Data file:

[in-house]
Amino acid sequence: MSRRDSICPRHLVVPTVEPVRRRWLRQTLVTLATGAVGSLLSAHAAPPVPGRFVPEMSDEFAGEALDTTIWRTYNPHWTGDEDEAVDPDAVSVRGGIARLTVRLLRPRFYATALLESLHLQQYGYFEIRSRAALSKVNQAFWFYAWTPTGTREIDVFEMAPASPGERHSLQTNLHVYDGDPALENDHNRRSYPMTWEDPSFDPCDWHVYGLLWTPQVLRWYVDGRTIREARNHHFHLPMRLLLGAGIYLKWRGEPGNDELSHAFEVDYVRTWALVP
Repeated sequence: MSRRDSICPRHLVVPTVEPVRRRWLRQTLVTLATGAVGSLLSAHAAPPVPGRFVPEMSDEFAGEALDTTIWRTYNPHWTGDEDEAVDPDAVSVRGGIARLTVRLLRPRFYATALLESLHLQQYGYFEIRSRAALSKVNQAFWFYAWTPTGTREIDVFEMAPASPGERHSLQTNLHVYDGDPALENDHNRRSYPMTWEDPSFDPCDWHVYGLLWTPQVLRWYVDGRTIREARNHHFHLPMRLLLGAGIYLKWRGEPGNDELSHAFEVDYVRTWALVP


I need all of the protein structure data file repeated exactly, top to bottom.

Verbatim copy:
[in-house]
Amino acid sequence: MSRRDSICPRHLVVPTVEPVRRRWLRQTLVTLATGAVGSLLSAHAAPPVPGRFVPEMSDEFAGEALDTTIWRTYNPHWTGDEDEAVDPDAVSVRGGIARLTVRLLRPRFYATALLESLHLQQYGYFEIRSRAALSKVNQAFWFYAWTPTGTREIDVFEMAPASPGERHSLQTNLHVYDGDPALENDHNRRSYPMTWEDPSFDPCDWHVYGLLWTPQVLRWYVDGRTIREARNHHFHLPMRLLLGAGIYLKWRGEPGNDELSHAFEVDYVRTWALVP
Repeated sequence: MSRRDSICPRHLVVPTVEPVRRRWLRQTLVTLATGAVGSLLSAHAAPPVPGRFVPEMSDEFAGEALDTTIWRTYNPHWTGDEDEAVDPDAVSVRGGIARLTVRLLRPRFYATALLESLHLQQYGYFEIRSRAALSKVNQAFWFYAWTPTGTREIDVFEMAPASPGERHSLQTNLHVYDGDPALENDHNRRSYPMTWEDPSFDPCDWHVYGLLWTPQVLRWYVDGRTIREARNHHFHLPMRLLLGAGIYLKWRGEPGNDELSHAFEVDYVRTWALVP